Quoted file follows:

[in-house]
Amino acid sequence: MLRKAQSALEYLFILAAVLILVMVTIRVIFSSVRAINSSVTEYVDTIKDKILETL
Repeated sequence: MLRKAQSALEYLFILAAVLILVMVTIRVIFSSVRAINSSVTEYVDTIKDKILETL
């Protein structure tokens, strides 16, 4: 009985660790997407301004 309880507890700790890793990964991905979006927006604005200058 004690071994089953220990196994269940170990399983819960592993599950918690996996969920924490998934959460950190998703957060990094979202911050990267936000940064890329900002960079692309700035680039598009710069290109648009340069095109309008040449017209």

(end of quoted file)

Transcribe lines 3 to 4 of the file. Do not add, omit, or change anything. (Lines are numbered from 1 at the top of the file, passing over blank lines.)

Repeated sequence: MLRKAQSALEYLFILAAVLILVMVTIRVIFSSVRAINSSVTEYVDTIKDKILETL
């Protein structure tokens, strides 16, 4: 009985660790997407301004 309880507890700790890793990964991905979006927006604005200058 004690071994089953220990196994269940170990399983819960592993599950918690996996969920924490998934959460950190998703957060990094979202911050990267936000940064890329900002960079692309700035680039598009710069290109648009340069095109309008040449017209």